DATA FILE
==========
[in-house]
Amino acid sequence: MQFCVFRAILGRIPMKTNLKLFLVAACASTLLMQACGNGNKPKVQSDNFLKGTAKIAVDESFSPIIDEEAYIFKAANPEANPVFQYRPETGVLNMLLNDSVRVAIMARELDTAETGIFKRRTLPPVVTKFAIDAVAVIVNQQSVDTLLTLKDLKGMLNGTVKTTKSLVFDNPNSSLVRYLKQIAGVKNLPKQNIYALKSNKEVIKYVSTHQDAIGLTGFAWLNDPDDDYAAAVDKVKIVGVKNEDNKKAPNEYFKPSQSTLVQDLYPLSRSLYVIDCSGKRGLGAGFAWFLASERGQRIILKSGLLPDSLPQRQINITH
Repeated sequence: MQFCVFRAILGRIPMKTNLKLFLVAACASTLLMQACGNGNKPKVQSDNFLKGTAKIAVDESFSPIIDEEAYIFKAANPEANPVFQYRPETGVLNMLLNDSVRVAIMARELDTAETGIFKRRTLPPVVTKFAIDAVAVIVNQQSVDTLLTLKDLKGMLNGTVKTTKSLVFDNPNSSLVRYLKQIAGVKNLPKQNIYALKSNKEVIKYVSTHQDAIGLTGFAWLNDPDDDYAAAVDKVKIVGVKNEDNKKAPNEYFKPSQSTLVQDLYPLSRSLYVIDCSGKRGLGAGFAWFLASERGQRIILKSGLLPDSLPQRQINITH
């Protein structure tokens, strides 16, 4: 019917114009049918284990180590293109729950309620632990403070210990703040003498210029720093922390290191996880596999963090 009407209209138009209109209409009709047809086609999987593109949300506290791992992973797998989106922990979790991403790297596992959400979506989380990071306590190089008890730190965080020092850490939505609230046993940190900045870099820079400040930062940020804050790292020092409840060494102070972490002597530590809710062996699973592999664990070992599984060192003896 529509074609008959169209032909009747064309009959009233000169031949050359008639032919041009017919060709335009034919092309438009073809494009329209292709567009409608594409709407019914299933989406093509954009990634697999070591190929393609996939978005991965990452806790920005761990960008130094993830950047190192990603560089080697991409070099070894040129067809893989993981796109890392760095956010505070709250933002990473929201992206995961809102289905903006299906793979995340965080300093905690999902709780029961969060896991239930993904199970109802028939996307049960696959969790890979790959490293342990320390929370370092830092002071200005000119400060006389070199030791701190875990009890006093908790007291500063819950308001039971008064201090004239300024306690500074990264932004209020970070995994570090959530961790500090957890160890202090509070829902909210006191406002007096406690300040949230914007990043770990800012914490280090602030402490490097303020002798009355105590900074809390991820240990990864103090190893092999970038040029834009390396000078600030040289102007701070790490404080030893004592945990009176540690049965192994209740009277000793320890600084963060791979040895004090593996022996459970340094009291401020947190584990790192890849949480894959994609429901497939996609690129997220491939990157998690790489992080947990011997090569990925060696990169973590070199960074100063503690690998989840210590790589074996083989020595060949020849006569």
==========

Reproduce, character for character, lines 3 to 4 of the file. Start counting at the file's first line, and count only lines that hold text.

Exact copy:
Repeated sequence: MQFCVFRAILGRIPMKTNLKLFLVAACASTLLMQACGNGNKPKVQSDNFLKGTAKIAVDESFSPIIDEEAYIFKAANPEANPVFQYRPETGVLNMLLNDSVRVAIMARELDTAETGIFKRRTLPPVVTKFAIDAVAVIVNQQSVDTLLTLKDLKGMLNGTVKTTKSLVFDNPNSSLVRYLKQIAGVKNLPKQNIYALKSNKEVIKYVSTHQDAIGLTGFAWLNDPDDDYAAAVDKVKIVGVKNEDNKKAPNEYFKPSQSTLVQDLYPLSRSLYVIDCSGKRGLGAGFAWFLASERGQRIILKSGLLPDSLPQRQINITH
């Protein structure tokens, strides 16, 4: 019917114009049918284990180590293109729950309620632990403070210990703040003498210029720093922390290191996880596999963090 009407209209138009209109209409009709047809086609999987593109949300506290791992992973797998989106922990979790991403790297596992959400979506989380990071306590190089008890730190965080020092850490939505609230046993940190900045870099820079400040930062940020804050790292020092409840060494102070972490002597530590809710062996699973592999664990070992599984060192003896 529509074609008959169209032909009747064309009959009233000169031949050359008639032919041009017919060709335009034919092309438009073809494009329209292709567009409608594409709407019914299933989406093509954009990634697999070591190929393609996939978005991965990452806790920005761990960008130094993830950047190192990603560089080697991409070099070894040129067809893989993981796109890392760095956010505070709250933002990473929201992206995961809102289905903006299906793979995340965080300093905690999902709780029961969060896991239930993904199970109802028939996307049960696959969790890979790959490293342990320390929370370092830092002071200005000119400060006389070199030791701190875990009890006093908790007291500063819950308001039971008064201090004239300024306690500074990264932004209020970070995994570090959530961790500090957890160890202090509070829902909210006191406002007096406690300040949230914007990043770990800012914490280090602030402490490097303020002798009355105590900074809390991820240990990864103090190893092999970038040029834009390396000078600030040289102007701070790490404080030893004592945990009176540690049965192994209740009277000793320890600084963060791979040895004090593996022996459970340094009291401020947190584990790192890849949480894959994609429901497939996609690129997220491939990157998690790489992080947990011997090569990925060696990169973590070199960074100063503690690998989840210590790589074996083989020595060949020849006569």